Ah, good old Christmas Day, getting all the family together to share some festive cheer. Except it doesn't always go that way - you may be forced to spend time with relatives you've spent all year avoiding for whatever reason, and this can make things tense.
Long-held resentments can resurface when surrounded by your family, and sometimes childhood behaviours can return. There are ways to minimise the effects though if you think ahead about how you are going to behave, and then take charge of yourself and your emotions on the day.
Here are 7 steps to follow to ensure you enjoy your Christmas with your relatives this year, thanks to Suzanne Masefield from The Body Language Company at Think Success:
1. Identify your triggers
Look out for what is triggering your unwanted emotions, such as a specific relative mentioning something you don't like to talk about. Stay aware of what in particular upsets or angers you.
2. Press pause
You're likely to automatically go into fight or flight mode when you've been triggered, so remember to take a deep breath and just take a moment to not react.
3. Choose your age
Sometimes a dominant older relative can cause you to revert back to your teenage behaviours, so be aware of your actual age and how you should be reacting, instead of reacting as a rebellious teenager. Remember you are an adult and try not to slip back into childhood roles.
4. Address issues
"There's always an elephant in the room. Whether it's a person, a behaviour pattern... I think you need to pick your time and place, and if you need to take someone aside, maybe take them out for a walk, to just chat with someone and say 'you know, you used to say that to me when I was 15 and it used to upset me, but now I'm 40, I really feel like I can talk to you about that, because I want to have a nice relationship with you and that really triggers me. So is there any way we can work with this?'" Suzanne Masefield says.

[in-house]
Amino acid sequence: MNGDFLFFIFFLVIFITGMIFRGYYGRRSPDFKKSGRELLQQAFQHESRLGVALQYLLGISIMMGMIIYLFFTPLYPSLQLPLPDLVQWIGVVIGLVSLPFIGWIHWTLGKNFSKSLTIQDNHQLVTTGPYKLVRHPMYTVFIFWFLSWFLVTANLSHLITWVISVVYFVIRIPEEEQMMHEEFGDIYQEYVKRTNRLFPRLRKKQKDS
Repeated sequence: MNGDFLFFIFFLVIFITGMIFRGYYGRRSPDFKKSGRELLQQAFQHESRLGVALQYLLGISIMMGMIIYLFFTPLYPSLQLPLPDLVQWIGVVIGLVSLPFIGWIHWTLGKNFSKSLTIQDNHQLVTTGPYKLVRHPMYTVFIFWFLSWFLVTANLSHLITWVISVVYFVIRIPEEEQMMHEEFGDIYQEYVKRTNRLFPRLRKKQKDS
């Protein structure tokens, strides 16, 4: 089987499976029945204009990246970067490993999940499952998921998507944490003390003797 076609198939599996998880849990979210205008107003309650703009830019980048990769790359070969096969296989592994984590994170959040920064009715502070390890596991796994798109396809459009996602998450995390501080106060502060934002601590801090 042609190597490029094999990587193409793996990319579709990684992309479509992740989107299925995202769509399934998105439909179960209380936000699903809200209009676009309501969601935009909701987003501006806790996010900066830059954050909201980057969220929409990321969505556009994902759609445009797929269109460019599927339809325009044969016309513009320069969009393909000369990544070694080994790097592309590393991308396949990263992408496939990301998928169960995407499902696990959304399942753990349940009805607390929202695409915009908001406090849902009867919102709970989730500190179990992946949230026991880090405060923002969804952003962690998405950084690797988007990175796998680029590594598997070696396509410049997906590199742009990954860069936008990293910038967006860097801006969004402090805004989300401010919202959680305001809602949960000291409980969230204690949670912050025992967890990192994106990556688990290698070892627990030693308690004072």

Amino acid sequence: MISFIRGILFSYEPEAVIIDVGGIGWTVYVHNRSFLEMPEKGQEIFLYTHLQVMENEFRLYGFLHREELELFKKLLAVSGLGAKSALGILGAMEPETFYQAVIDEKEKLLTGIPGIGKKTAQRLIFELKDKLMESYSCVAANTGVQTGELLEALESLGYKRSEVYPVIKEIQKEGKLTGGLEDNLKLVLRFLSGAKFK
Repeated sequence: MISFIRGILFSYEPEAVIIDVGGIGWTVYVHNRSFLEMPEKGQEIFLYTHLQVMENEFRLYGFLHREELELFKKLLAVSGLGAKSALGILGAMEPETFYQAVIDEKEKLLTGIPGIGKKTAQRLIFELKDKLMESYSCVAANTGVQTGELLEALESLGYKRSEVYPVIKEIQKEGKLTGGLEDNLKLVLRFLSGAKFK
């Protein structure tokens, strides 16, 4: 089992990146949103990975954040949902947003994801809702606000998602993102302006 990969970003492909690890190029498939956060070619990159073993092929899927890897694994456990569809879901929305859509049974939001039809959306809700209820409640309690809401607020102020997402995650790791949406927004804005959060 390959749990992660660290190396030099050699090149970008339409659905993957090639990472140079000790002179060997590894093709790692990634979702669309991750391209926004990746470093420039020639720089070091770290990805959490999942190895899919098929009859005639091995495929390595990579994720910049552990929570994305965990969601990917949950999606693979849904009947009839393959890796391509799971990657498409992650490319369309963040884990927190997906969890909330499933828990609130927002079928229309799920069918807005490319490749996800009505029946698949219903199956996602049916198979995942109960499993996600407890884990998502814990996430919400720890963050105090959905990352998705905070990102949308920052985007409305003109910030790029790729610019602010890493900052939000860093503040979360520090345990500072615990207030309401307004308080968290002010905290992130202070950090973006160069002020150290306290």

5. Monitor your drinking
Christmas time tends to involve a fair bit of alcohol, which is something to be mindful of. Having a few too many drinks can lower your inhibitions, which is when things can start to escalate. Just keep an eye on how much you're drinking and don't let it reach that stage where you're saying things unfiltered by your sober mind.
6. Open body language
Opening your body language and smiling (even if it's through gritted teeth) will lower your cortisol levels, and raise your testosterone levels, which will give you more confidence.
7. Go for a walk
Giving yourself some time and breathing space is really important in dealing with conflict situations. If you feel yourself boiling over, take yourself away for a few minutes to relax and prevent any blow ups.
Hopefully following these steps can help you have a more enjoyable Christmas!